Archive for November, 2013

Oil and Water: A Viable Combo?

Friday, November 15th, 2013

As I wrote last time, I set out to learn whether oil paint might be a viable alternative for me to use. In my initial efforts using water-soluble oils, I struggled a bit with how to proportion paint, water, and additive. Sometimes I forgot to incorporate the additive, and I wasn’t sure how that would affect the overall drying time.

130801 Coco Plum Sprig

Being used to watercolor, my first attempts tended to be thin and watery. Overpainting, wet into wet, often lifted the underlying layer, much as it did with acrylics. One attempt failed so badly, I held the canvas under running water, squirted on some handsoap, and, by merely wiping it with my hand, was able to wash off virtually all the paint I had applied earlier in the day…stripping it all the way down to the canvas. Who would have expected that that could be possible with oil paint? It cleaned up almost like acrylic. (I did find, though, that it was more difficult to clean residual oil paint out of brushes to prevent them from becoming stiff and non-pliable.)

It was clear that I needed to become more familiar with the specific characteristics of the water-soluble oils and to keep track of drying times and the effect of additives on them. So I began taking notes and charting the progress and drying time of each painting I made.

Used to working quickly with watercolor, my tendency was to work quickly with the oils, as well. But oil layers need more time to solidify before subsequent layers can be applied. This required a longer period for trial-and-error experimentation. I also needed time to discover in what situations it was advisable to pre-blend colors on the palette, when it was preferable to blend them partially on the canvas, and when it was more artistically effective to allow them to blend optically without any physical mixing at all.

The oils took longer to dry than acrylics – even the comparatively slow-drying Open acrylics I’ve been using. But, to my surprise, the additive allowed my moderately thin applications to firm up within a few hours in my air-conditioned studio so I was able to apply additional layers the same day.

The texture of oil feels somewhat smoother as it’s applied, but the finished product looks very similar to acrylic. I have developed little preference, at this point, for one medium over the other. On canvas-covered panels, the drying oils remain tacky for a few days and are dry to the touch within a week. On canvas paper, thin but opaque applications of paint are tacky the next day, feel waxy after another day, and are touch-dry after that.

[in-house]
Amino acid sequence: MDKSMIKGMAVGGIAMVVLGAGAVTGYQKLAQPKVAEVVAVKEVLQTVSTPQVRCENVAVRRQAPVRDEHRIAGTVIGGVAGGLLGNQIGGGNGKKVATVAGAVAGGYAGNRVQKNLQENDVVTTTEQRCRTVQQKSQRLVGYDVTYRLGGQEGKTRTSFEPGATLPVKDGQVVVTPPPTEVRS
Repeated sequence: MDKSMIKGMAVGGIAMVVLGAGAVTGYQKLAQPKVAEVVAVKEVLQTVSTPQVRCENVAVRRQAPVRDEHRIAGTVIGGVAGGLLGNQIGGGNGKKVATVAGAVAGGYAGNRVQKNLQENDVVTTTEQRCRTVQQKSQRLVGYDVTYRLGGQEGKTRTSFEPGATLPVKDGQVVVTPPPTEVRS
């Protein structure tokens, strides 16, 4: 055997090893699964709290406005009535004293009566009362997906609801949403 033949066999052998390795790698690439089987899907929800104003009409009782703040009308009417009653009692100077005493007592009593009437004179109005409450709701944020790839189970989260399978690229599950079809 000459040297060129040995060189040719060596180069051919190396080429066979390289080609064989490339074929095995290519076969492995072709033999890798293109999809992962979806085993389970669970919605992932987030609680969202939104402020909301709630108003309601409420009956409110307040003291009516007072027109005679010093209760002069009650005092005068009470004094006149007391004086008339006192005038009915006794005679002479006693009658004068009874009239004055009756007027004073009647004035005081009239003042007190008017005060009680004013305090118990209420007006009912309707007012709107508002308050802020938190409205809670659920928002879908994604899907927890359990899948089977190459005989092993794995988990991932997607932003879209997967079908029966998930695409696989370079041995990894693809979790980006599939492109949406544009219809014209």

Perhaps because I used water instead of mineral solvents to thin them, the paints did not require as prolonged a drying time as I had anticipated. I decided to try them without the benefit of the fast-drying additive to compare drying times. Once again, the next day found the paint tacky; the following, it felt waxy, … There didn’t appear to be a great difference at all. Varying humidity levels and other climatic conditions would certainly affect the drying rates. For thicker applications, such as impasto work, I expect drying time would be considerably longer in any case.

I expect to continue using all three mediums–oil, acrylic, and watercolor–through the foreseeable future.

Shifting Gears

Friday, November 1st, 2013

As you’ve read in preceding blogs, watercolor drew me back into art after a three-decade hiatus. Acrylics allowed me to shift gears, providing a transition to a different approach toward paint application. This past summer I felt an almost irresistible urge to shift gears again and try my hand at oils. Yet I remembered using oil paints in my youth and being overwhelmed with the pervasive odor of turpentine and the mess of cleanup. I was also leery of using mineral spirits of any kind because of my husband’s sensitivity to so many different types of solvents.

130817 Shifting Gears

But there have been many changes in the art world since I last used oil paints. Among them are virtually odorless solvents and even water-soluble oil paints. I was still leery of the odorless solvents, since it was the chemicals themselves, rather than the odors, that concerned me most. So the water-soluble oils seemed to be a better alternative for my use.

Online research provided mixed reviews for water-soluble oils. I asked my artist friends about their experiences using the w/s oils, and again I received mixed reviews: Reportedly, they required as long to dry as the regular oils (one of my concerns, due to storage space needed during the drying period—reportedly, as long as a year for full curing), and they didn’t provide the lovely, buttery feel of traditional oils. I decided that, being used to the less than buttery feel of acrylics, I could forego the luxury of that tactile experience. I was also assured that the slow drying time could be reduced by mixing an additive into the paint. So I bought a small trial set of the water-soluble oils to experiment with, threw in a bottle of fast-drying medium, and set about to investigate their advisability for me.

Check again next time to see what I learned.